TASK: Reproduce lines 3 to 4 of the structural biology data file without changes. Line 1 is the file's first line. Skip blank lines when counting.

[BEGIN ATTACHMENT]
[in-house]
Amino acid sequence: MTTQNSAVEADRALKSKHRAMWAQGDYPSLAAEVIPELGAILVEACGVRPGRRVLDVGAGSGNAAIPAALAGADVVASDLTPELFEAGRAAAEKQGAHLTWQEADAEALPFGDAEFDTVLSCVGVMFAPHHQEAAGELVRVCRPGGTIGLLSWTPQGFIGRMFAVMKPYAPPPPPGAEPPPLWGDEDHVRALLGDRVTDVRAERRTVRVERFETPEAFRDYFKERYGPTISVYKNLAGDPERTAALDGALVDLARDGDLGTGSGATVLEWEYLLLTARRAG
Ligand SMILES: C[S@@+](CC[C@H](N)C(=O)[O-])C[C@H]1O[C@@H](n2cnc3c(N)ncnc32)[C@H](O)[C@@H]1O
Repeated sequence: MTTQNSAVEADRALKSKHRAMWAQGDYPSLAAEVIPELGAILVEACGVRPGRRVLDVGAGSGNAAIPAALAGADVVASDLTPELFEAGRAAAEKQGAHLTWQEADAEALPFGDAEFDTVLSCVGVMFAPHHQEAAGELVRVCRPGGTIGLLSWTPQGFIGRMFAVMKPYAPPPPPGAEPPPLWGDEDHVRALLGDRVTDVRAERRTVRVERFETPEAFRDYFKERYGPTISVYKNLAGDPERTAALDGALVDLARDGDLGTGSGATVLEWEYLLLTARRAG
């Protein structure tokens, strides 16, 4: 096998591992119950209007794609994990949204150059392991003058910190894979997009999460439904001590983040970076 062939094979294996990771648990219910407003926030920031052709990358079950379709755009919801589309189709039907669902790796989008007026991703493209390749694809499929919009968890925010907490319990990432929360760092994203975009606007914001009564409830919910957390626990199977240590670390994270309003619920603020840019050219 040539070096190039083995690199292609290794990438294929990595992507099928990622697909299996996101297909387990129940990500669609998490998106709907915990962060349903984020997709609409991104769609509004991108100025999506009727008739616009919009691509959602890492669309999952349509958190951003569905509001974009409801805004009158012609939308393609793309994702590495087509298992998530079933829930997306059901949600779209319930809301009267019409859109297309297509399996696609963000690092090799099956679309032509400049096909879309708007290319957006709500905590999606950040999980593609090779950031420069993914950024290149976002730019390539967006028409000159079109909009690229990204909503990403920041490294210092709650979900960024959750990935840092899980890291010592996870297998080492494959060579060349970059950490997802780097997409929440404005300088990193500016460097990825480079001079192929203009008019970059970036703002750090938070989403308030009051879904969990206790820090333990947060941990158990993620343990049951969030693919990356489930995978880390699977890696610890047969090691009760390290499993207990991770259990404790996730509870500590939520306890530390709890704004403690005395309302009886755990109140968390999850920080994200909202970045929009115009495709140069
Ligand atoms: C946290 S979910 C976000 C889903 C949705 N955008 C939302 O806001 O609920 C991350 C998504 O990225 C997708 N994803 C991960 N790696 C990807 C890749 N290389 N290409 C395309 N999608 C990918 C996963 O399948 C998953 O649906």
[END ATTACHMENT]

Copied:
Ligand SMILES: C[S@@+](CC[C@H](N)C(=O)[O-])C[C@H]1O[C@@H](n2cnc3c(N)ncnc32)[C@H](O)[C@@H]1O
Repeated sequence: MTTQNSAVEADRALKSKHRAMWAQGDYPSLAAEVIPELGAILVEACGVRPGRRVLDVGAGSGNAAIPAALAGADVVASDLTPELFEAGRAAAEKQGAHLTWQEADAEALPFGDAEFDTVLSCVGVMFAPHHQEAAGELVRVCRPGGTIGLLSWTPQGFIGRMFAVMKPYAPPPPPGAEPPPLWGDEDHVRALLGDRVTDVRAERRTVRVERFETPEAFRDYFKERYGPTISVYKNLAGDPERTAALDGALVDLARDGDLGTGSGATVLEWEYLLLTARRAG